NEORV32 (RISC-V) by zerogravity
The NEORV32 RISC-V Processor
- Processor/SoC Features
- CPU Features
- Software Framework & Tooling
- Getting Started :rocket:
The NEORV32 Processor is a customizable microcontroller-like system on chip (SoC) that is based on the RISC-V NEORV32 CPU. The project is intended as auxiliary processor in larger SoC designs or as ready-to-go stand-alone custom / customizable microcontroller.
:information_source: Want to know more? Check out the project's rationale.
setups folder provides exemplary setups targeting
various FPGA boards and toolchains to get you started.
:spiral_notepad: Check out the project boards for a list of current ideas, TODOs, features being planned and work-in-progress.
Project Key Features
- CPU plus Processor/SoC plus Software Framework & Tooling
- completely described in behavioral, platform-independent VHDL - no primitives, macros, etc.
- fully synchronous design, no latches, no gated clocks
- be as small as possible (while being as RISC-V-compliant as possible) – but with a reasonable size-performance trade-off (the processor has to fit in a Lattice iCE40 UltraPlus 5k low-power FPGA running at 22+ MHz)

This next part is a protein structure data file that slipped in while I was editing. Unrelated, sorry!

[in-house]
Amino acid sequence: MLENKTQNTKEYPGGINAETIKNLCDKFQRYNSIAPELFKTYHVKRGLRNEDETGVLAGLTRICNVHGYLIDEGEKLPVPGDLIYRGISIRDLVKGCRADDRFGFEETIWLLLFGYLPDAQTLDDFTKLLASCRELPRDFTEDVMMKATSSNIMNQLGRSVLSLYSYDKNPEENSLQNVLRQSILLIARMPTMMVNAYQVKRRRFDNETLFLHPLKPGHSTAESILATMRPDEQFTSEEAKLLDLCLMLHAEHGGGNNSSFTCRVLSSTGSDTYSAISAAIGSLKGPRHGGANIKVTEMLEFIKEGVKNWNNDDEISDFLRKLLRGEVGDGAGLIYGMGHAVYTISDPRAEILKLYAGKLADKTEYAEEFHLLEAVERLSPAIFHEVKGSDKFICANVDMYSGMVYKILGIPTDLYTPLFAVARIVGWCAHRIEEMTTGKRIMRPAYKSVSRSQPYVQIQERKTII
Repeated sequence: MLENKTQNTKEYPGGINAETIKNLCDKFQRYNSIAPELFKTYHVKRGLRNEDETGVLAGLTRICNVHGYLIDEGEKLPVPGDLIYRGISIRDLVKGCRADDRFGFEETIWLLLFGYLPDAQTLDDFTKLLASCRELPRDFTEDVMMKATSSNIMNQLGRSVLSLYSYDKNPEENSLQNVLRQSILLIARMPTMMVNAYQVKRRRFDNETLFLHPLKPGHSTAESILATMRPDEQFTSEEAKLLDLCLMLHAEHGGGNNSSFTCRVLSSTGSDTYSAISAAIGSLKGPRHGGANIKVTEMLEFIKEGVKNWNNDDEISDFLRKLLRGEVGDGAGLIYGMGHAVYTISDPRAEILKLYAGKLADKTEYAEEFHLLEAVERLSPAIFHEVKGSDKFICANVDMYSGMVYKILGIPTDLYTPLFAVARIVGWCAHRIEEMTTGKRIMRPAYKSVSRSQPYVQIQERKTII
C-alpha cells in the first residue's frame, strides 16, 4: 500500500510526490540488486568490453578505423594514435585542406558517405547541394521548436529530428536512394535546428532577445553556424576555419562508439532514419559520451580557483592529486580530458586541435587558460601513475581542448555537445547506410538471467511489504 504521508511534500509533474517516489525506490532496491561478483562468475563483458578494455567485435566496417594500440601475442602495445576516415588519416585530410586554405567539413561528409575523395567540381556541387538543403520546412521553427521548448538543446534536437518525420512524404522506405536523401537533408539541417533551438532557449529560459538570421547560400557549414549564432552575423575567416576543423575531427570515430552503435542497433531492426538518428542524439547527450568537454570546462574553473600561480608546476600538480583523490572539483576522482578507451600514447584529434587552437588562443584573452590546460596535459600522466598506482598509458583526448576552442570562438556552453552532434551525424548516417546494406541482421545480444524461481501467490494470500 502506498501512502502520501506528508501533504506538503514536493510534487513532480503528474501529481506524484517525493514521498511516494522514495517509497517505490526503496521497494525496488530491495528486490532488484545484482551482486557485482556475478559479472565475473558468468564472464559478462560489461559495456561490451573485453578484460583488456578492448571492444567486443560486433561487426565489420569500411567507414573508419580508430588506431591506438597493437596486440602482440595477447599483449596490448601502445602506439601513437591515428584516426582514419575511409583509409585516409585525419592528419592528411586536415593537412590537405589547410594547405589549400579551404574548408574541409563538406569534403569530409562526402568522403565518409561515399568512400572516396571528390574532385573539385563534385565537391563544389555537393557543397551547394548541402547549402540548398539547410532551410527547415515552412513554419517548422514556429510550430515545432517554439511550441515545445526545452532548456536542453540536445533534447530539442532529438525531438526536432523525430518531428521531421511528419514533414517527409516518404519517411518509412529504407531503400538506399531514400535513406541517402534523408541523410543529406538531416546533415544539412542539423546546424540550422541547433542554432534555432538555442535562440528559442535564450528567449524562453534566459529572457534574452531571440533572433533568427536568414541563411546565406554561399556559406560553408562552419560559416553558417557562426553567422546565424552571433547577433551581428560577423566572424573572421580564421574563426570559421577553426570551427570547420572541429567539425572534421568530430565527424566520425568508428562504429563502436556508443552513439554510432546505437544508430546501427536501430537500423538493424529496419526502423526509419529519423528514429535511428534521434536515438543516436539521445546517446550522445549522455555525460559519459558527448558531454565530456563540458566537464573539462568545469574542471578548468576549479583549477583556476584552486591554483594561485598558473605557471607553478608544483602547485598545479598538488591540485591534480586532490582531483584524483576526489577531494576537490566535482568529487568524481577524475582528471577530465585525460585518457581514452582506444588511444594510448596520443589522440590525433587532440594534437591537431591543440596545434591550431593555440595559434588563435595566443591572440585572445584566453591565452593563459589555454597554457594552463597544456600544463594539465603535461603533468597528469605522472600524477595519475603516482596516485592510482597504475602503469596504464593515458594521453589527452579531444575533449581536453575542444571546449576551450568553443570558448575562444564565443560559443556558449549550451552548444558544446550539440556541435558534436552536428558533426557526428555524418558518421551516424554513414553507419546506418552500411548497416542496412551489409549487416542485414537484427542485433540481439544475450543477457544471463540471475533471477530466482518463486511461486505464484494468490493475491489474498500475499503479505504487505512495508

- from zero to
printf("hello world!");- completely open source and documented
- easy to use even for FPGA/RISC-V starters – intended to work out of the box
NEORV32 Processor Features
The NEORV32 Processor (top entity:
provides a full-featured SoC build around the NEORV32 CPU. It is highly configurable via generics
to allow a flexible customization according to your needs. Note that all modules listed below are optional.
In-depth detailed information regarding the processor/SoC can be found in the :books:
online documentation - "NEORV32 Processors (SoC)".
- processor-internal data and instruction memories (DMEM / IMEM) & cache (iCACHE)
- bootloader (BOOTLDROM) with serial user interface
- supports boot via UART or from external SPI flash
- standard serial interfaces (UART, SPI, TWI / I²C)
- general purpose GPIO and PWM
- smart LED interface (NEOLED) to directly drive NeoPixel(TM) LEDs
SoC Connectivity and Integration
- 32-bit external bus interface, Wishbone b4 compatible
- wrapper for AXI4-Lite master interface
- 32-bit stram link interface with up to 8 independent RX and TX links
- AXI4-Stream compatible
- external interrupt controller with up to 32 channels (XIRQ)
- alternative top entities/wrappers providing simplified and/or resolved top entity ports for easy system integration
- custom functions subsystem (CFS) for tightly-coupled custom co-processor extensions
- true random number generator (TRNG)
- on-chip debugger (OCD) via JTGA - implementing the Minimal RISC-V Debug Specification Version 0.13.2 and compatible with OpenOCD and gdb
:information_source: It is recommended to use the processor setup even if you want to use the CPU in stand-alone mode. Just disable all optional processor-internal modules via the according generics and you will get a "CPU wrapper" that provides a minimal CPU environment and an external memory interface (like AXI4). This minimal setup allows to further use the default bootloader and software framework. From this base you can start building your own processor system.